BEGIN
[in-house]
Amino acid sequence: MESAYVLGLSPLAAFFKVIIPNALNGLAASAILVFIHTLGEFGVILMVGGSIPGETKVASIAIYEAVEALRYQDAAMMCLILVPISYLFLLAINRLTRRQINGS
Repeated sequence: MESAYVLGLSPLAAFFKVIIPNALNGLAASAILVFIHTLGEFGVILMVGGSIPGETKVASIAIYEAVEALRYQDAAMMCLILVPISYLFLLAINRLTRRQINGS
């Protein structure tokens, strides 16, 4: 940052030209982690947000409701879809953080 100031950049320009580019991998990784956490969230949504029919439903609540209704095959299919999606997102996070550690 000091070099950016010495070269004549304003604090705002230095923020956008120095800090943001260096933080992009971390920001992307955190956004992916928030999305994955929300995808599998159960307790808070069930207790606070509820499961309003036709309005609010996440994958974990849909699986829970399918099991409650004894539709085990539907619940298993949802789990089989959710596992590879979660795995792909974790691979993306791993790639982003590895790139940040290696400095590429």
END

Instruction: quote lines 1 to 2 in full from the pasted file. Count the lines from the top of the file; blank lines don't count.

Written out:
[in-house]
Amino acid sequence: MESAYVLGLSPLAAFFKVIIPNALNGLAASAILVFIHTLGEFGVILMVGGSIPGETKVASIAIYEAVEALRYQDAAMMCLILVPISYLFLLAINRLTRRQINGS